TN: but there really wouldn't have been a film if it were not for Ron Rundstrom's super 8 footage of the first pilgrimage. I met him at the 2003 pilgrimage and explained the project to him. because he had remembered my dad, he told me that he had "some footage" from that first trip. so we went to Santa Fe (New Mexico) and he gave me the original reels that him and his late brother don had shot. when we got back to LA and looked at the footage, it was like striking gold! again, I have to really thank Ron Rundstrom for his generosity

AC: Very serendipitous
TN: what’s serendipitous mean?

AC: “lucky and fortunate, yielding good results.”… I had to look it up too. haha
TN: thanks haha!

TN: I also just really like the aesthetics of the asian american movement. I think there is something very empowering about seeing asian americans back in the day, not only all 60's out but also politically active. plus, we just look hella good!
AC: you like the asian american activist aesthetic? the long hair and ho chi minh goatees?
TN: yeah, hairy ass asians are the shit!

AC: more and more documentaries are using animation and after effects to liven up their still images, Pilgrimage features this as well. first, what are your thoughts about this trend and how did you do it?

TN: I think its exactly that, a trend. which will probably get played out very soon cause of people like me. but I think it is a good example of what our generation can bring to documentary filmmaking. the main goal of the visual effects on the stills were to make these old black and white photos be more appealing to a younger audience. so while it may be nostalgic to a certain age group, I felt they had to do more to "come to life". even though it had been done before, I first saw the effects in the tupac resurrection (sp?) film and was like "yo, I’m gonna totally bite that shit!"

AC: on the DVD special features, what would be a "deleted scene" from your film?
TN: hmmm. well I actually had a whole section of the younger non-JA people in the film (the chicana, filipino, south asian and arab american folks that were interviewed at the 2005 pilgrimage). I actually did regular sit-down interviews with them and cut this section where they talk bout how there was a boiling point in the 60's that really ignited the movement, and how they think we might be approaching a similar boiling point now. It brought up more contemporary issues like katrina and the iraq occupation. I liked it cause I felt it made the film more relevant but some thought it was too preachy and a lot of people felt it took away from the main focus on the pilgrimage.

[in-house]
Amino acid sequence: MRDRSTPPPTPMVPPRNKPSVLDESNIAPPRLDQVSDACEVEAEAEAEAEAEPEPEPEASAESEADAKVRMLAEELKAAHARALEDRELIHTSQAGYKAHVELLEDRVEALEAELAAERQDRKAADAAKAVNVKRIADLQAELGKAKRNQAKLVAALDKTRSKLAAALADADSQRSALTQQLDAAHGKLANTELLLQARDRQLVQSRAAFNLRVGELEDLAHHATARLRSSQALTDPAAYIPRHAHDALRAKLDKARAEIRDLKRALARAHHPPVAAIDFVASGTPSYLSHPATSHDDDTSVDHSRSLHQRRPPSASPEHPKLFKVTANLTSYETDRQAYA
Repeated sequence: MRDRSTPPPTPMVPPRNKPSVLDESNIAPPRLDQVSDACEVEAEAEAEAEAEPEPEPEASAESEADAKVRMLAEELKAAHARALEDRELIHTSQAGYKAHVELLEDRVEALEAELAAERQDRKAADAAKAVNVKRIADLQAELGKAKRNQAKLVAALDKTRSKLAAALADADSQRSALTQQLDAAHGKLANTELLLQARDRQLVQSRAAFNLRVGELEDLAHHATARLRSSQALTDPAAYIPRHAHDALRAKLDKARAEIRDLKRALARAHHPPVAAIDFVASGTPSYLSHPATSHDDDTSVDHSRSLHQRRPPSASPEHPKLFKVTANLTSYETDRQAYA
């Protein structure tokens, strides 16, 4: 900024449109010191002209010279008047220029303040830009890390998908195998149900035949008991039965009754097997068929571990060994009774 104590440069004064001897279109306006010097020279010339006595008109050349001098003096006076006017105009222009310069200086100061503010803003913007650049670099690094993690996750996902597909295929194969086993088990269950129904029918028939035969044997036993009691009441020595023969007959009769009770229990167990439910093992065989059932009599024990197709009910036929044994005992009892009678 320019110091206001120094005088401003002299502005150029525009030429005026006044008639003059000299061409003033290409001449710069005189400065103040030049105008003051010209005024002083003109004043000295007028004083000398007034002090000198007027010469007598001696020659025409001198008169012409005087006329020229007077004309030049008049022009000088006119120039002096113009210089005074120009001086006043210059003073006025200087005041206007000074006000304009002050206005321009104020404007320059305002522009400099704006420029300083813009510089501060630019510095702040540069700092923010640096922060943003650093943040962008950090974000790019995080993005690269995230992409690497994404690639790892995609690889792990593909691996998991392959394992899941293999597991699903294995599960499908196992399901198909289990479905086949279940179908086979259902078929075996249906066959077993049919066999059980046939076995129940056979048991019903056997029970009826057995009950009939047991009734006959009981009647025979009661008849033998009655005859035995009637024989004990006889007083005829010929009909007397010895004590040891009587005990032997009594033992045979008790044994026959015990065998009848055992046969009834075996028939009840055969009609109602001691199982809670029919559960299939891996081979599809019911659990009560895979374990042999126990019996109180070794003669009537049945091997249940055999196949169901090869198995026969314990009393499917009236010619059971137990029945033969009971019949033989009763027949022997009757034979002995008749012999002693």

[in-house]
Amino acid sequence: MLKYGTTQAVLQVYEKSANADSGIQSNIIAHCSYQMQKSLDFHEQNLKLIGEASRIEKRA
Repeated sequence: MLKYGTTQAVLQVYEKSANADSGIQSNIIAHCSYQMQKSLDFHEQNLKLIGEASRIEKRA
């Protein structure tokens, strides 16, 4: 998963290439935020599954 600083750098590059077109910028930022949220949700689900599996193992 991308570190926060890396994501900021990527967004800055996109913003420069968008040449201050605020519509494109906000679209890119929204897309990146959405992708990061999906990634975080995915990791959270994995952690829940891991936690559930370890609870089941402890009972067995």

AC: that would have been interesting but I also see their point. and the film works pretty well as it is, at the length it is.
TN: thanks aram
AC: what is your next project/what are you working on now?
TN: I’m currently in production on a biography on the late singer/songwriter chris iijima. he was one of the early musicians to use his music to help organize and empower people to create change. he and his singing partners nobuko miyamoto and charlie chin came out with an album called "a grain of sand". this became the unofficial soundtrack of the movement. I used songs from that album in both yellow brotherhood and pilgrimage. I wanna use this film as a last film in this kinda trilogy of japanese american movement pieces. then I think i'm done with the movement, at least for a while. I have fantasies about making a football documentary about the Samoan community in Carson, ca and how the intersection of football, gangs and church play out in the boy’s lives.
I really want to make a sports film!
AC: dude, I totally wanna make a sports doc too! (but about baseball)
TN: do it!

AC: what's the story behind your headshot. that's not the Tad I know...
TN: which one, the one with my hat to the side?
AC: yeah hat to the side, in front of graffiti wall. seems like doc filmmakers per capita are more likely to be photographed in front of a graffiti wall than the average population
TN: haha! that's the only shot of me not blowing smoke out my mouth or making a dumbass face. it was taken as a regular shot while I was visiting new york. you know trying to pretend I’m hard.

AC: this is your first time to Toronto and Canada, what are you looking forward to, and what are you scared of? do you know what poutine is?
TN: I wanna see what t dot is all about. i'm really scared of the cold and am going to be walking around in a sleeping bag of a jacket. but i'm also really curious about what the asian canadian film scene is like,
TN: what's poutine?
AC: oh man, you must experience poutine...

Let's show Tadashi some good ol' Canadian hospitality, and if you see him at the festival - get him a poutine!